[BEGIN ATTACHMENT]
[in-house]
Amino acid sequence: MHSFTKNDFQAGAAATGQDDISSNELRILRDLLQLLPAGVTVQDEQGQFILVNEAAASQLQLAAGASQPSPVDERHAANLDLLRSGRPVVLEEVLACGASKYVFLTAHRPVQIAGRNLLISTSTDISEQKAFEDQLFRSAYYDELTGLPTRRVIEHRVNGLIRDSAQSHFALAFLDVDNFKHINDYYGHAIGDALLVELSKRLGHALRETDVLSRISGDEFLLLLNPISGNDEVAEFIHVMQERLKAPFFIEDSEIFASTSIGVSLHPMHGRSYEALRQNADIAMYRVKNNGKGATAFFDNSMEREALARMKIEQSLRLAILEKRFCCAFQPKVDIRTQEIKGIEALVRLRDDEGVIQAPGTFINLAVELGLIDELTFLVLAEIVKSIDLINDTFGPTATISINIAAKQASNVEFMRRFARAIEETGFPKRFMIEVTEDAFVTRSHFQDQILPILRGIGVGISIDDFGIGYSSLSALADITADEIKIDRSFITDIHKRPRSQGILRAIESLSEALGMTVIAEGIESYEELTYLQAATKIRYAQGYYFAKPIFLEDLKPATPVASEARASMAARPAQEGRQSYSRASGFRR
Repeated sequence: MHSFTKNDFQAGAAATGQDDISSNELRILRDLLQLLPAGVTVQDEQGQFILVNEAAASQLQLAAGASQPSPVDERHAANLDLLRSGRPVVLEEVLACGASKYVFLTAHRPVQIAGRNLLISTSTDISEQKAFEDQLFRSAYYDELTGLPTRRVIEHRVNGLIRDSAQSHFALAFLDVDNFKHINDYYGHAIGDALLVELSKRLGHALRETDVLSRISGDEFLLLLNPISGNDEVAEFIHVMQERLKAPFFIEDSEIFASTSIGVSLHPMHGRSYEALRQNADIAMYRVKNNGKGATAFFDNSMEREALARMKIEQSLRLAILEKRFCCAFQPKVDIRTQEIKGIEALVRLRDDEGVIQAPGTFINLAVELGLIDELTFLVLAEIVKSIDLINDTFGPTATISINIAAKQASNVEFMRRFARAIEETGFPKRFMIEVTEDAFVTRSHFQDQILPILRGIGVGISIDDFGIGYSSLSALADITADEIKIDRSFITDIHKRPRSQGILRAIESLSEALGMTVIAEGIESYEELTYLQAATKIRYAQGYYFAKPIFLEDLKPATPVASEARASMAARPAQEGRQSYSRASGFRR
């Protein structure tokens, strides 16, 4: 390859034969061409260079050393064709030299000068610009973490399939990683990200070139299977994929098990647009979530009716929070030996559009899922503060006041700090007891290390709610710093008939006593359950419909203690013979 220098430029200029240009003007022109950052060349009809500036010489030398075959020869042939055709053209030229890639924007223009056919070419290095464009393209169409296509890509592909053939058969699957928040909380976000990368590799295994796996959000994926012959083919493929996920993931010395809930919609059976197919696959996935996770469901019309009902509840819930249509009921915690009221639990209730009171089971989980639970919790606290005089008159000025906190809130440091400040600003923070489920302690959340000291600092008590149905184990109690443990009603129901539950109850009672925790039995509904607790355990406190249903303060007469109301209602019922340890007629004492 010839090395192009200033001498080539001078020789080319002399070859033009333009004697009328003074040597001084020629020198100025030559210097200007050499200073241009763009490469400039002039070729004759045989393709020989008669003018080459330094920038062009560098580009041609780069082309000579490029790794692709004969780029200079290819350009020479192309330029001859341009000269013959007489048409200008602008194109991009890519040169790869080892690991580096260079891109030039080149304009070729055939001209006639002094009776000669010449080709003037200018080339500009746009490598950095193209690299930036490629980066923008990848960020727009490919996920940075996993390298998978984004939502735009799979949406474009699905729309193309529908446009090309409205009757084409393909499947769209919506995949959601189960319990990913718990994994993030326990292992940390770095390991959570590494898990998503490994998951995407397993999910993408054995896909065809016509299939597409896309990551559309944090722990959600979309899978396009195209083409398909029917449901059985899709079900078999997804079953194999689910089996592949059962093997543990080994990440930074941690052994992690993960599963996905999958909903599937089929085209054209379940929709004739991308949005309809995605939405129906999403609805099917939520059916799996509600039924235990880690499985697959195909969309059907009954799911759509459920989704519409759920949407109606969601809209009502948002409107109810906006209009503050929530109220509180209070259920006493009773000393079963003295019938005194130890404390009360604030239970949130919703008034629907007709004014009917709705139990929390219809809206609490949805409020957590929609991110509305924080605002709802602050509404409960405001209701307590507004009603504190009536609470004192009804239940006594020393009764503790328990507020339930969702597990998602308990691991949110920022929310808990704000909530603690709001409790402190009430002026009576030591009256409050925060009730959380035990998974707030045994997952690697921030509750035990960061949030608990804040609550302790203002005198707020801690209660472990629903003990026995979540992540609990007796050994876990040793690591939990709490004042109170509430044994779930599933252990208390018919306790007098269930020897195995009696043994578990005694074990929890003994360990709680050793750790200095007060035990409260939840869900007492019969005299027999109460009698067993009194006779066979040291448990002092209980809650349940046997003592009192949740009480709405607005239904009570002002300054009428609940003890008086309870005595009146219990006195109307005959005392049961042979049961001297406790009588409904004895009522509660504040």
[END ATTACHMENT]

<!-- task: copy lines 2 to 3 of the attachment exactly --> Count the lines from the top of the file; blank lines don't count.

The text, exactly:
Amino acid sequence: MHSFTKNDFQAGAAATGQDDISSNELRILRDLLQLLPAGVTVQDEQGQFILVNEAAASQLQLAAGASQPSPVDERHAANLDLLRSGRPVVLEEVLACGASKYVFLTAHRPVQIAGRNLLISTSTDISEQKAFEDQLFRSAYYDELTGLPTRRVIEHRVNGLIRDSAQSHFALAFLDVDNFKHINDYYGHAIGDALLVELSKRLGHALRETDVLSRISGDEFLLLLNPISGNDEVAEFIHVMQERLKAPFFIEDSEIFASTSIGVSLHPMHGRSYEALRQNADIAMYRVKNNGKGATAFFDNSMEREALARMKIEQSLRLAILEKRFCCAFQPKVDIRTQEIKGIEALVRLRDDEGVIQAPGTFINLAVELGLIDELTFLVLAEIVKSIDLINDTFGPTATISINIAAKQASNVEFMRRFARAIEETGFPKRFMIEVTEDAFVTRSHFQDQILPILRGIGVGISIDDFGIGYSSLSALADITADEIKIDRSFITDIHKRPRSQGILRAIESLSEALGMTVIAEGIESYEELTYLQAATKIRYAQGYYFAKPIFLEDLKPATPVASEARASMAARPAQEGRQSYSRASGFRR
Repeated sequence: MHSFTKNDFQAGAAATGQDDISSNELRILRDLLQLLPAGVTVQDEQGQFILVNEAAASQLQLAAGASQPSPVDERHAANLDLLRSGRPVVLEEVLACGASKYVFLTAHRPVQIAGRNLLISTSTDISEQKAFEDQLFRSAYYDELTGLPTRRVIEHRVNGLIRDSAQSHFALAFLDVDNFKHINDYYGHAIGDALLVELSKRLGHALRETDVLSRISGDEFLLLLNPISGNDEVAEFIHVMQERLKAPFFIEDSEIFASTSIGVSLHPMHGRSYEALRQNADIAMYRVKNNGKGATAFFDNSMEREALARMKIEQSLRLAILEKRFCCAFQPKVDIRTQEIKGIEALVRLRDDEGVIQAPGTFINLAVELGLIDELTFLVLAEIVKSIDLINDTFGPTATISINIAAKQASNVEFMRRFARAIEETGFPKRFMIEVTEDAFVTRSHFQDQILPILRGIGVGISIDDFGIGYSSLSALADITADEIKIDRSFITDIHKRPRSQGILRAIESLSEALGMTVIAEGIESYEELTYLQAATKIRYAQGYYFAKPIFLEDLKPATPVASEARASMAARPAQEGRQSYSRASGFRR